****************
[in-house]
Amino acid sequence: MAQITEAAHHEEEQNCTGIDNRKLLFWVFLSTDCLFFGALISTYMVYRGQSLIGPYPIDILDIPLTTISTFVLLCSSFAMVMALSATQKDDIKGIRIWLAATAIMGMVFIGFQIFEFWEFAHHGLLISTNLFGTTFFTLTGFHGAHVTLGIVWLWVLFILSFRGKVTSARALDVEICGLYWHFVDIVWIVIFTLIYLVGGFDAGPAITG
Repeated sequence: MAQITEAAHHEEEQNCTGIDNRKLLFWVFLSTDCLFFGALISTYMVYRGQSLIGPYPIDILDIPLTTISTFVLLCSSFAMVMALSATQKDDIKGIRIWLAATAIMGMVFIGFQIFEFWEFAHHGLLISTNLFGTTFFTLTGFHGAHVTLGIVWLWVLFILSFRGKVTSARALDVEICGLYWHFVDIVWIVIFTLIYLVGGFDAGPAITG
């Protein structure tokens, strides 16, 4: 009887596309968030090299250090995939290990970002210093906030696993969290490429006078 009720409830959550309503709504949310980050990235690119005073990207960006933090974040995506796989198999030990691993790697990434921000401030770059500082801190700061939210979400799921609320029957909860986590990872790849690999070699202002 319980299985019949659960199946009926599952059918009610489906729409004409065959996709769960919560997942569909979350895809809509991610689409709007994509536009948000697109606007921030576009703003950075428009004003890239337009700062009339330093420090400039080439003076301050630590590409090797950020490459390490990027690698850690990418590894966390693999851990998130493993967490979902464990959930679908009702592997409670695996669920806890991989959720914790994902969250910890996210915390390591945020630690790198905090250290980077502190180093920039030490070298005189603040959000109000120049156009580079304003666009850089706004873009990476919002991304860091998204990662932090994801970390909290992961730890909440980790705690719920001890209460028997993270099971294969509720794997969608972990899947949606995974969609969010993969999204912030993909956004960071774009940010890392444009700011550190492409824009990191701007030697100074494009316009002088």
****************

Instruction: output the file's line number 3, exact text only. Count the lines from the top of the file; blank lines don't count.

Repeated sequence: MAQITEAAHHEEEQNCTGIDNRKLLFWVFLSTDCLFFGALISTYMVYRGQSLIGPYPIDILDIPLTTISTFVLLCSSFAMVMALSATQKDDIKGIRIWLAATAIMGMVFIGFQIFEFWEFAHHGLLISTNLFGTTFFTLTGFHGAHVTLGIVWLWVLFILSFRGKVTSARALDVEICGLYWHFVDIVWIVIFTLIYLVGGFDAGPAITG